Volvo has released details of another safety innovation - Driver Alert - which aims to reduce the number of accidents caused by drivers falling asleep at the wheel.
Statistics show that driver fatigue is a major road safety problem across the world. For example, studies by the Sleep Research Centre at Loughborough University¹ show that driver sleepiness is considered to claim more lives on our roads than alcohol, and accounts for at least 10 per cent of all road accidents and up to 20 per cent of those on motorways and trunk roads. Similarly, on German motorways driver fatigue is thought to account for about 25 per cent of all fatal accidents², and about 100,000 accidents or 1,500 deaths a year in America³.
Volvo's safety engineers have developed the Driver Alert system after extensive studies and testing, both simulated and on a test track, into the way drivers react when tired. The system uses a camera installed between the windscreen and the rear view mirror, with a number of sensors and a processor, to constantly monitor the distance between the car and the road markings. If the vehicle is moving in an uncontrolled way, the system will alert the driver with an audible alert and message on the car's information display panel before he, or she, falls asleep. The Driver Alert system also works if the driver loses concentration for some other reason, such as focusing too much attention on the navigation system, audio system or children in the car.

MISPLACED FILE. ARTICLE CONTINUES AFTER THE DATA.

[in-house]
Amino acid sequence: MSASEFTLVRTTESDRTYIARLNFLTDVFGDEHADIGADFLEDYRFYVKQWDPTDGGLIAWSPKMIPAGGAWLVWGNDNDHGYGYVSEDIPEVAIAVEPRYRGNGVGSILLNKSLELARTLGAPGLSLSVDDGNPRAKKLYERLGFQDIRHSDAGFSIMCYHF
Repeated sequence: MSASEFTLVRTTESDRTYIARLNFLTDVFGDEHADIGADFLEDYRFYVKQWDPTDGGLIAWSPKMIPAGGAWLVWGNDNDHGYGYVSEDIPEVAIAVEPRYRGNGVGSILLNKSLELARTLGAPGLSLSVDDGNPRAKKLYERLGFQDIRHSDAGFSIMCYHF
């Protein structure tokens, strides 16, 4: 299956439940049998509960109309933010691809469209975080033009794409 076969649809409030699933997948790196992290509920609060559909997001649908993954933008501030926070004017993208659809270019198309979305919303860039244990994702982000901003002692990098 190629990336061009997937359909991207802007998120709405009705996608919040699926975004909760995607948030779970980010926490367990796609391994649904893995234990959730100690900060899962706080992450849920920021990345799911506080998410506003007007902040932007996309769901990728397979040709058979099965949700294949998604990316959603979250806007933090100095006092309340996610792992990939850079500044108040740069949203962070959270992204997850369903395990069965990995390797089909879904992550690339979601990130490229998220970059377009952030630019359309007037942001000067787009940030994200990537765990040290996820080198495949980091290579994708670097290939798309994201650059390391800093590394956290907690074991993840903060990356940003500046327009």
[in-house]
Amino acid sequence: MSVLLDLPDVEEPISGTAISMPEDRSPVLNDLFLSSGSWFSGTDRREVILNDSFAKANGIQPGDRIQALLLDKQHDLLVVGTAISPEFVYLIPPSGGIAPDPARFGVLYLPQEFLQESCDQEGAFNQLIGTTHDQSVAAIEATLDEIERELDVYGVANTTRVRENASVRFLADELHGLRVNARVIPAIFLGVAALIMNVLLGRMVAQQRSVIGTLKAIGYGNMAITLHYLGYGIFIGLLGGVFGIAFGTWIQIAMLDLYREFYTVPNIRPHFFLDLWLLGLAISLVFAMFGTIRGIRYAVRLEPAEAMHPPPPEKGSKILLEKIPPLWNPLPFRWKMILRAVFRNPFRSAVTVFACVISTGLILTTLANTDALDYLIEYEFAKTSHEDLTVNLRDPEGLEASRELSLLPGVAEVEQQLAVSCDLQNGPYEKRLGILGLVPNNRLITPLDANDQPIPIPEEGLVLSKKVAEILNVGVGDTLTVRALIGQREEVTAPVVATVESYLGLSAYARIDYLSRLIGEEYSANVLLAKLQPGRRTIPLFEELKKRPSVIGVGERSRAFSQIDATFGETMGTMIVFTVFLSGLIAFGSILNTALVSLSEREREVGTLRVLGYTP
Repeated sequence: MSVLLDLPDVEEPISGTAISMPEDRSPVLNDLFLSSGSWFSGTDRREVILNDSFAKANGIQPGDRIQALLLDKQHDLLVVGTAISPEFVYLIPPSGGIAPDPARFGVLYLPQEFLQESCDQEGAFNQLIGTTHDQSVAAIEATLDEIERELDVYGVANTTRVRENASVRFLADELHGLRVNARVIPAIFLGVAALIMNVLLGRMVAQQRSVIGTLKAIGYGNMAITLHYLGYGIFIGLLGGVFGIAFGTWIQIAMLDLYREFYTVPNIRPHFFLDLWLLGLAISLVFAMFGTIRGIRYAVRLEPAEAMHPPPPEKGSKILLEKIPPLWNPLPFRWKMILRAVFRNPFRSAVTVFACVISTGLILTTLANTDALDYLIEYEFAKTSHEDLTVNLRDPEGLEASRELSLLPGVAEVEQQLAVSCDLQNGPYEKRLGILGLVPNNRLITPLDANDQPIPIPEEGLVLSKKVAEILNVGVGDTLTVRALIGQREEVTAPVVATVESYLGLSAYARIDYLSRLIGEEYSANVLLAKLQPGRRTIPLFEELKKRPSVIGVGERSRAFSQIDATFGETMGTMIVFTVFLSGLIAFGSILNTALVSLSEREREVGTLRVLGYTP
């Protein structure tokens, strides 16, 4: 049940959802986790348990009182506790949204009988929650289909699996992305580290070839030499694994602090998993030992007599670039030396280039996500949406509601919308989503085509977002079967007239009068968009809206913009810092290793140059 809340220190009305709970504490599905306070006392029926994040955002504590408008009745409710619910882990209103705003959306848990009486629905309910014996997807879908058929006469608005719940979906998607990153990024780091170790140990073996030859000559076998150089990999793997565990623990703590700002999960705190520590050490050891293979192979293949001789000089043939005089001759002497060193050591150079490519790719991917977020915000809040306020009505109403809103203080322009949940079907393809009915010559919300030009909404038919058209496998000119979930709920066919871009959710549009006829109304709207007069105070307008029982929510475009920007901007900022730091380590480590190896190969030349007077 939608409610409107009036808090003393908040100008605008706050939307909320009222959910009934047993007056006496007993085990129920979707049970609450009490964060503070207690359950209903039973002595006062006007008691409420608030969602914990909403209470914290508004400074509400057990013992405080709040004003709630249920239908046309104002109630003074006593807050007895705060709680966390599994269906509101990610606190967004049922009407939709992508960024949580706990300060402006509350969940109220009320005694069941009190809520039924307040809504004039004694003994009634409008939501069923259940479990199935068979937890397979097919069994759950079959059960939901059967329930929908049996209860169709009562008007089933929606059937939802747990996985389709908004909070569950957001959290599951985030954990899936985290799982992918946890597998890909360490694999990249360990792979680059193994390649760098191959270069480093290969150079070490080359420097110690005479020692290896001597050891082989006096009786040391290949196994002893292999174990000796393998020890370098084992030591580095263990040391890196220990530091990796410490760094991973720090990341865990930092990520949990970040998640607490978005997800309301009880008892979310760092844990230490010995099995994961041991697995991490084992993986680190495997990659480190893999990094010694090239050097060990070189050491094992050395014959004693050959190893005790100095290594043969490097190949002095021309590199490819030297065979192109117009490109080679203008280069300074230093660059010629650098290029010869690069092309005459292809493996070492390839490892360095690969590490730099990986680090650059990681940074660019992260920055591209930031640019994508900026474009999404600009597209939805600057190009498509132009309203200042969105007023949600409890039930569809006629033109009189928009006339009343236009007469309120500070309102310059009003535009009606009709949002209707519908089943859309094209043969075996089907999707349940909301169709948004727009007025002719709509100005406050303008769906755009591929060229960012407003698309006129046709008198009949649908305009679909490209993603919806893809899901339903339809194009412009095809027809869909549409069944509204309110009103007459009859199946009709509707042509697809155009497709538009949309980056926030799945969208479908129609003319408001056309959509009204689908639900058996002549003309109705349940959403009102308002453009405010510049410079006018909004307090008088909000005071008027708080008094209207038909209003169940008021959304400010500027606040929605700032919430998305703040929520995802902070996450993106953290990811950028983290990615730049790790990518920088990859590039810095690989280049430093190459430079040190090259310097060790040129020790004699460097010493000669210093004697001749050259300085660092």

“We have chosen to monitor the car’s progress on the road instead of steering wheel input or the driver’s eye movements,” explains Dr Wolfgang Birk, Driver Alert project manager at Volvo Car Corporation. “This gives us a more reliable indication if something is likely to go wrong, allowing the system time to alert the driver before it is too late. We do not monitor human behaviour - which varies from one person to another - but instead the effect of that behaviour - so there is less risk of false alarms.”
In addition, the Driver Alert system also uses a visual method to pre-warn the driver if they are getting tired and if their driving is becoming less controlled by displaying five illuminated stars at the start of the journey which slowly disappear if the driving becomes less controlled or consistent.
“Driver Alert should not be confused with Lane Departure Warning systems which alert the driver when a lane marker is passed,” says Dr Wolfgang Birk. "One crucial difference between the systems is that Driver Alert responds without any line having to be crossed," he continued.
“During our tests on simulators and in real-life, the Driver Alert system never failed to spot a driver who was falling asleep at the wheel,” says Dr Wolfgang Birk. “Nonetheless, we will continue to test and fine-tune the system before Driver Alert is offered to Volvo’s customers, but we hope it will be available within two years.”Published 2 December 2005